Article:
Senate switch leaves Reid with new clout
U.S. Sen. James Jeffords’ move away from the Republican party Thursday has essentially put a state across the continent on the map, insiders note.
The stunning switch by Jeffords to become a member of the Independent Party will give U.S. Sen. Harry Reid – who made several national media appearances that day – a quick No. 2 slot in the Senate as Majority Whip.
As of 88 years ago Monday, Senate Democrats created the post of party whip to promote party discipline and maximum attendance, the U.S. Senate Historical Office reported. Illinois Sen. J. Hamilton Lewis was appointed as the Senate’s first whip.
“It makes it a lot easier now to fight the fight,” Reid’s spokesman David Cherry said.
Reid will serve under Tom Daschle, the upcoming Majority Leader from South Dakota.
“(Thursday’s) announcement is not about which party controls the Senate,” Reid stated, listing a domestic agenda ranging from education to the environment.
Jeffords is thought to have gained a chairmanship on the Senate Environment and Public Works Committee in the defection, a stunt for which U.S. Sen. John Ensign criticized his Nevada counterpart.
“Nevadans don’t care about who’s in control of what. They want to see senators working together to make things work better,” the Democratic Whip said. “All members of Congress come to Washington to work on behalf of the people who sent us here. As the Senate Majority Whip, I will be able to serve the needs of Nevadans, regardless of whether they are Republicans, Democrats or independents.”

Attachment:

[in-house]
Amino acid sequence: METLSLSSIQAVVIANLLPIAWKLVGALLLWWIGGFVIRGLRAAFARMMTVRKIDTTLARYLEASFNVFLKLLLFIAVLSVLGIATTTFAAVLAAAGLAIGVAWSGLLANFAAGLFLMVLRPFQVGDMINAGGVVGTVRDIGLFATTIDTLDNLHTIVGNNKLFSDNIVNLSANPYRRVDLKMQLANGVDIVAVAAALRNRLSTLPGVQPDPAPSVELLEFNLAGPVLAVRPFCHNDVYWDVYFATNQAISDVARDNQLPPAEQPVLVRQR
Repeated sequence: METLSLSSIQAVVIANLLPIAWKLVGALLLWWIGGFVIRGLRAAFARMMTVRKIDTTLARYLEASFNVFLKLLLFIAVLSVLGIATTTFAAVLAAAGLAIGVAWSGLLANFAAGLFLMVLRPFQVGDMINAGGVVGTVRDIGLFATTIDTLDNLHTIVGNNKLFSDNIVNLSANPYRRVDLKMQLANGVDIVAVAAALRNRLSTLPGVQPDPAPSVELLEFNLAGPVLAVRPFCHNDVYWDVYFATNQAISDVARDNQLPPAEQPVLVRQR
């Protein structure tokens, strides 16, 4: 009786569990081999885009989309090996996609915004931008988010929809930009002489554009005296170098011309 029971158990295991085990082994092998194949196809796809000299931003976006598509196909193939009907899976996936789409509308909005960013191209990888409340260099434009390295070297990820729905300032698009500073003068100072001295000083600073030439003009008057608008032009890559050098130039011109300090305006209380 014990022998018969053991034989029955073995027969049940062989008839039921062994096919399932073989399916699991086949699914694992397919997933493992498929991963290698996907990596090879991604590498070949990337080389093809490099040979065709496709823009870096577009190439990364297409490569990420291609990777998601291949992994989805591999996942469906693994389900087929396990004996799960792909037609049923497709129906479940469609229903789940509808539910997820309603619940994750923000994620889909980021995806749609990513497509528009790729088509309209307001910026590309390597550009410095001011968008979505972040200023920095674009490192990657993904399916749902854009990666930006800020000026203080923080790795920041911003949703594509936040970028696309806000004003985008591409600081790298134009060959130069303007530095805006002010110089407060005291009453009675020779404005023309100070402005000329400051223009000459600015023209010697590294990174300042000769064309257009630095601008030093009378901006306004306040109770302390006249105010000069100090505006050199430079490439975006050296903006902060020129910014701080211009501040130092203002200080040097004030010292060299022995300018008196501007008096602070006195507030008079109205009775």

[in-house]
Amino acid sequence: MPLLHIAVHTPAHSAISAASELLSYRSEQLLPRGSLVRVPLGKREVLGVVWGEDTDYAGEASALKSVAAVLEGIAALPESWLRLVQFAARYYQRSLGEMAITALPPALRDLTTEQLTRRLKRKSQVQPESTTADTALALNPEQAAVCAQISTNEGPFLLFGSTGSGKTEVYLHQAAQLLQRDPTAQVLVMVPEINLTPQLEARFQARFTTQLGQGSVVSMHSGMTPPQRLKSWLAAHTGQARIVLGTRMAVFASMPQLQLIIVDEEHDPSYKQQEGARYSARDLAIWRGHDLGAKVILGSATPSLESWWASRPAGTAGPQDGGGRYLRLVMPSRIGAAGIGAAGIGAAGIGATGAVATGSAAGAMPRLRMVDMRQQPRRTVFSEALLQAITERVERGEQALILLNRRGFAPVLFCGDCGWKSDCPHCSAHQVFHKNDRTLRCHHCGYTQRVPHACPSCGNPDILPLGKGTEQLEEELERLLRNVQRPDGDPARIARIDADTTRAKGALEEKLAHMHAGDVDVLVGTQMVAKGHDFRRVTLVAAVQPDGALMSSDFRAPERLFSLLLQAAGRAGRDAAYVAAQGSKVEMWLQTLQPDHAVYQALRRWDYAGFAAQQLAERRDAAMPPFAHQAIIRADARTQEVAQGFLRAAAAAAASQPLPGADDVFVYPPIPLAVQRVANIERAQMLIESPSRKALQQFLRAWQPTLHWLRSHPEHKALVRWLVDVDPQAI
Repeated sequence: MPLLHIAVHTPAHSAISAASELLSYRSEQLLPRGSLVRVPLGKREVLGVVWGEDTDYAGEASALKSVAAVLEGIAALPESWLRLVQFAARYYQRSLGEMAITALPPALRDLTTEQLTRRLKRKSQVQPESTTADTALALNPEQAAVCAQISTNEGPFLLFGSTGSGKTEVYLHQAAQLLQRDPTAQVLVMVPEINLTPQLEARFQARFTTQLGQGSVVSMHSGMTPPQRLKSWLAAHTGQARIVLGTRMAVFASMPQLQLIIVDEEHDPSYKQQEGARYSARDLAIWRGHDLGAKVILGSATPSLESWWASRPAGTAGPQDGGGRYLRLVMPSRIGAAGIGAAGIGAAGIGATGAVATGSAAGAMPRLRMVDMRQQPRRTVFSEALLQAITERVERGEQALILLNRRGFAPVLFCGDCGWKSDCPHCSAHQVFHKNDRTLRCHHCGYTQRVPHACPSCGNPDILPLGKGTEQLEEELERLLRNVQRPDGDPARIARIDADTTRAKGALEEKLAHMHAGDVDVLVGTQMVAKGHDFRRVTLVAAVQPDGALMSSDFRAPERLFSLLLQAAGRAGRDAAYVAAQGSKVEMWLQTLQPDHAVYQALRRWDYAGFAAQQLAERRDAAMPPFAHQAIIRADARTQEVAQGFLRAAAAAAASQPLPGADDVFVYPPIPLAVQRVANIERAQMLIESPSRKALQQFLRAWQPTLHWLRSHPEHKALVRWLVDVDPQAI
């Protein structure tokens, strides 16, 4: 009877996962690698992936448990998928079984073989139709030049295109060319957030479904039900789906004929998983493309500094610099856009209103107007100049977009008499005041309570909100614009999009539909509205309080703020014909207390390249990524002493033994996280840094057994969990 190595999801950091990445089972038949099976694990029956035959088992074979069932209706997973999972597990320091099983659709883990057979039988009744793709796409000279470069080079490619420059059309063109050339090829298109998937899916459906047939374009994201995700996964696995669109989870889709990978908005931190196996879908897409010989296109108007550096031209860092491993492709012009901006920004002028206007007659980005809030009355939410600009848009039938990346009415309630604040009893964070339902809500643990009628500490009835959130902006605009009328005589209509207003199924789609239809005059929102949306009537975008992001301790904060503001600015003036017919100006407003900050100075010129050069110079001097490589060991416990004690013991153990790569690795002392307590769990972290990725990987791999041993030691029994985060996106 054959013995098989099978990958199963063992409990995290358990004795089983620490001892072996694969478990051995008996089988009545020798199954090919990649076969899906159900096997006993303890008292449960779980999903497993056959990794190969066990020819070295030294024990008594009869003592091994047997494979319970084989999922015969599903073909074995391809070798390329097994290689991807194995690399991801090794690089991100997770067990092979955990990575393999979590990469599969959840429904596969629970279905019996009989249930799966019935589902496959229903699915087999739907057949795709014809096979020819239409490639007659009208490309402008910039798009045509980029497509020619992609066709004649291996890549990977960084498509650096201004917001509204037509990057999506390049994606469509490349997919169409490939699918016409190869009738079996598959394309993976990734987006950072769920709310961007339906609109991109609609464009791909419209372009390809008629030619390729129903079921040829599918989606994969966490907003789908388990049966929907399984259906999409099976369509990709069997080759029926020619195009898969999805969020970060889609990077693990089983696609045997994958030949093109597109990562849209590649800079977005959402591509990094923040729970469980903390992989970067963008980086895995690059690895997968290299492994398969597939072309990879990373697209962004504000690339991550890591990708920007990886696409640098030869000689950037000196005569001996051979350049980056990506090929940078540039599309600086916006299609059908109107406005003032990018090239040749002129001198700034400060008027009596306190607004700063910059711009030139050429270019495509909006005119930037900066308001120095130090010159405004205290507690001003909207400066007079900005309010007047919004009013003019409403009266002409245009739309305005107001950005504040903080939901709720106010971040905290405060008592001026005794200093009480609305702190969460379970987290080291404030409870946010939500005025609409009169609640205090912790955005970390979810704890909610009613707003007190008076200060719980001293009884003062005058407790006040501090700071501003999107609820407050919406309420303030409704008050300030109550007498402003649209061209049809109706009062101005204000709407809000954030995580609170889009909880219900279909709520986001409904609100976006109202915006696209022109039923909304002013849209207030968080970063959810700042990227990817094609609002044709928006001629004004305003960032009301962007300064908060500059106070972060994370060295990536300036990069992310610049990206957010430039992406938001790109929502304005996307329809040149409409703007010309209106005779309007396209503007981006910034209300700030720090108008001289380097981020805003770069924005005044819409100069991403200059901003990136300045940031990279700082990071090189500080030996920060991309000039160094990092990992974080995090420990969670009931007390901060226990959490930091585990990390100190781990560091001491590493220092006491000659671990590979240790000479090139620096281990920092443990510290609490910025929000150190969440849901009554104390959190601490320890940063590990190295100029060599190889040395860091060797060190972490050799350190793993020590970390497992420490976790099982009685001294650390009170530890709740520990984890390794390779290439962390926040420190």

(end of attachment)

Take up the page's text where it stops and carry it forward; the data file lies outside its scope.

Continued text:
Reid commended Jeffords for what he’s deemed an act of courage.
“Senator Jeffords and I share a frustration with the partisanship that often plagues Congress,” he said.
While introducing a water resources bill that same day, U.S. Sen. Dianne Feinstein told reporters during a press conference that she’s never seen such a partisan place as Washington, D.C.
Feinstein, who served for 20 years in public office prior to going to the nation’s Capitol, including the Mayor of San Francisco, said she understands what it’s like to face that kind of impasse.
“This morning in his statement he said the party moved too far to the right and that he feels he can no longer identify with the Republican party,” she said, adding her utmost respect for what appears to be a difficult decision.
“Jim Jeffords has always been a man with soft words and a stiff spine. I take him at his word. He doesn’t lie,” he said.
Reaction in the South Lake Tahoe community was mixed at the news.
“When I first heard (Wednesday), I thought isn’t this great because (Vice President Dick) Cheney doesn’t have the tie-breaking vote now,” Bob Jackson of Tahoe Paradise said.
The shift in the Senate will amount to 50 Democrats, 49 Republicans and one independent.
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